The Australian Open has been a tournament of many happy memories for former world No.1 Caroline Wozniacki.
During her 2008 debut, she won back-to-back grand slam matches for the first time in her career en route to the fourth round at the age of 17. Three years later she reached the semi-finals before losing to Li Na. However, the most special moment in Wozniacki’s career didn’t take place until 2018 when she finally claimed her first ever grand slam title. A perfect way to hit back at the many who criticised her in the past for being a world No.1 without a major title of any sort.
It is for these reasons why Melbourne Park is the perfect venue for the Dane to say goodbye to the sport. The upcoming Australian Open will be her 51st appearance in a grand slam main draw and the last tournament she plays before officially retiring.
“There’s been a lot of thoughts. It’s been something I’ve been thinking about for a long time, for a while. I just looked at my life, at my career, everything else, and I just had a look inside of myself, and it felt right. It felt like the right time for many reasons.” Wozniacki told reporters on Saturday.
“I’m out here, and I love the sport, I love everything that it’s given me, I love being out there and competing, but I’m ready to start a new chapter in my life.”
During her career, the Dane has won 30 WTA titles and spent 71 weeks as world No.1. She insists that her decision to walk away from the sport at the age of 29 is not connected to her health. In 2019 Wozniacki was diagnosed with Rheumatoid Arthritis. An auto-immune condition that affects a person’s joints.
Life on the tour hasn’t always been plain-sailing for a player who has also endured her injury issues. However, Wozniacki is confident that she will have no ill feelings regarding her decision in the future.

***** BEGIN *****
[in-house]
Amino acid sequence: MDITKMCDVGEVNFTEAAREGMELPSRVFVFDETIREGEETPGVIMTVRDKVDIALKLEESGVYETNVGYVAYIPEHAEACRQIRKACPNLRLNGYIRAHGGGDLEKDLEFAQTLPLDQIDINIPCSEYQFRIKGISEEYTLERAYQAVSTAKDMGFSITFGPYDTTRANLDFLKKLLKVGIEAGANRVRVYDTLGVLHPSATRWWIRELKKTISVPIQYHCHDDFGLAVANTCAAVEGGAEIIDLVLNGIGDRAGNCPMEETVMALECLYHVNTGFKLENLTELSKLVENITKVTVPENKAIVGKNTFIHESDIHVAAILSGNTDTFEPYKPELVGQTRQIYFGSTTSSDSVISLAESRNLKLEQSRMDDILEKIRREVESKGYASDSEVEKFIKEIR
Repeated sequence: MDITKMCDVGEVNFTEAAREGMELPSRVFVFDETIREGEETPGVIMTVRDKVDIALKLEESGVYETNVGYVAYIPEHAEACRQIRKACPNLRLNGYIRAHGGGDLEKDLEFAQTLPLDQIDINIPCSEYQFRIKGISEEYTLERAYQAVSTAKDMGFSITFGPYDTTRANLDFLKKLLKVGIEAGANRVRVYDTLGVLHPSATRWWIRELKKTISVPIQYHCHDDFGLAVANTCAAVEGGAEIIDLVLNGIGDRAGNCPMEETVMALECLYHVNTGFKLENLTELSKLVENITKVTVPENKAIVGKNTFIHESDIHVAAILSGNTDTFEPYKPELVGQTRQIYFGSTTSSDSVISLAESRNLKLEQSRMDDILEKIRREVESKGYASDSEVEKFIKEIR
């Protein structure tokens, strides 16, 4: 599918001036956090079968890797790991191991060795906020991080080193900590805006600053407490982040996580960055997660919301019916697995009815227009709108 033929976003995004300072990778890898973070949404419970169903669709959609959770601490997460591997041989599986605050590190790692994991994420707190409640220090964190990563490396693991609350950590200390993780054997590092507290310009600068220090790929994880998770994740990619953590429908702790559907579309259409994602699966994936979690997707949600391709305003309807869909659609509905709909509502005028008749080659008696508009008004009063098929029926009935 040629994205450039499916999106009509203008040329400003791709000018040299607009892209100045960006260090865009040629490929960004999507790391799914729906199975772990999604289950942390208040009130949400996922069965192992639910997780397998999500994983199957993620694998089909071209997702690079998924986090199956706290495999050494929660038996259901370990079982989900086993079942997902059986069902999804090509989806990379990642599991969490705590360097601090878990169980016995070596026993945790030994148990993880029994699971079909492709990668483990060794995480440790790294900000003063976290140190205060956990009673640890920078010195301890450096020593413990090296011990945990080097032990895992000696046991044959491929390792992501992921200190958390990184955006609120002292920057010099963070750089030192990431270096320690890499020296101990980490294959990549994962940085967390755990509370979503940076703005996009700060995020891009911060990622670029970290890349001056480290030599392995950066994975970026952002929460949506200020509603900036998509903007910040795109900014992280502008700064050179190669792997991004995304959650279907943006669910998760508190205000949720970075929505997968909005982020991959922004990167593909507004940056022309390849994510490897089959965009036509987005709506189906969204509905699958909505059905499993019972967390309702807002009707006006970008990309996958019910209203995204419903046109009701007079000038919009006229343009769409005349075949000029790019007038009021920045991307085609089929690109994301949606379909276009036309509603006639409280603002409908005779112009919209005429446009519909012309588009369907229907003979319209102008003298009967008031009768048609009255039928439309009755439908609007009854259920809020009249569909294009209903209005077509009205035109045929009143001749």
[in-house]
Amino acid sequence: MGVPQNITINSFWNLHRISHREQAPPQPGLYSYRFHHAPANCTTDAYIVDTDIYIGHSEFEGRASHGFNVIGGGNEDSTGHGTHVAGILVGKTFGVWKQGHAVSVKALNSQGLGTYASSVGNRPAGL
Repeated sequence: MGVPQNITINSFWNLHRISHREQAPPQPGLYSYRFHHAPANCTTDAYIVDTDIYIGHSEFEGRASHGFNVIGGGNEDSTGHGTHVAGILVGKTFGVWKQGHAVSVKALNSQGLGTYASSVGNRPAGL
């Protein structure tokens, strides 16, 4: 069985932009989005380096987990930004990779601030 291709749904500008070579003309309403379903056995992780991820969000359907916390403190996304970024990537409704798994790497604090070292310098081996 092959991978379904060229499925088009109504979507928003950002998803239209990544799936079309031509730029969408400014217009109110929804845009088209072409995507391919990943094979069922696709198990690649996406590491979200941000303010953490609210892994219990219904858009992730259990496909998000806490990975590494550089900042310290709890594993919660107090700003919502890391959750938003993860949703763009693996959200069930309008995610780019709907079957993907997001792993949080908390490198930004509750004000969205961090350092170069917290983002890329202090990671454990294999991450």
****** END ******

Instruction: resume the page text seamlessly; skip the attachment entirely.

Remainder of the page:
“I’m leaving with no regrets at all because I’ve worked so hard my whole life, my whole career. I’ve given it literally everything that I have to reach where I got.” She stated.
“I can look back at my career and say I’m very proud of everything that I’ve achieved, very proud of the ups and the downs. But especially to be able to just continually push myself to be a better player, I feel like I’ve given a lot to the sport that I can be very proud of.”
The upcoming departure is one that will gap in the women’s game, according to some of her closest rivals. Two out of Karolina Pliskova’s three WTA titles won during the 2017 was due to wins over Wozniacki in the final. The Czech said she was ‘very sad’ to see her opponent stepping away from the tour.
“I’m sure she’s going to be missed. I think she’s a great person and a great player, too.” Said Pliskova.
“I think she played very good tennis and very good to watch, too. Also in the practice, she always tried hard. Always in the matches, I think it was always great quality against her.”
Simona Halep was the player who Wozniacki beat to win the 2018 Australian Open. The Romanian echoed similar sentiments to Pliskova when speaking out about her.
“She’s a very nice person. We (my team) actually got used to seeing her every day in the tournaments on tour, for sure.” Said Halep.
“She’s going to be missed. Also, I’m sure she has many good things ahead. She will be happy.”
Petra Kvitova played down the idea that Wozniacki’s retirement is premature. The two have locked horns 15 times on the tour at events including the WTA Finals, 2016 Olympic Games Wimbledon. However, they have never got to face off against each other in a final.
“She looks very happy, so I hope that she going to be happy when she stop playing tennis as well. I just wish her the best.” She said.
Wozniacki, who is unseeded in the draw, will start her Australian Open campaign on Monday. In the first round she plays America’s Kristie Ahn.
Image and article courtesy of https://www.ubitennis.net/2020/01/tributes-start-pour-caroline-wozniacki-ahead-australian-open-farewell/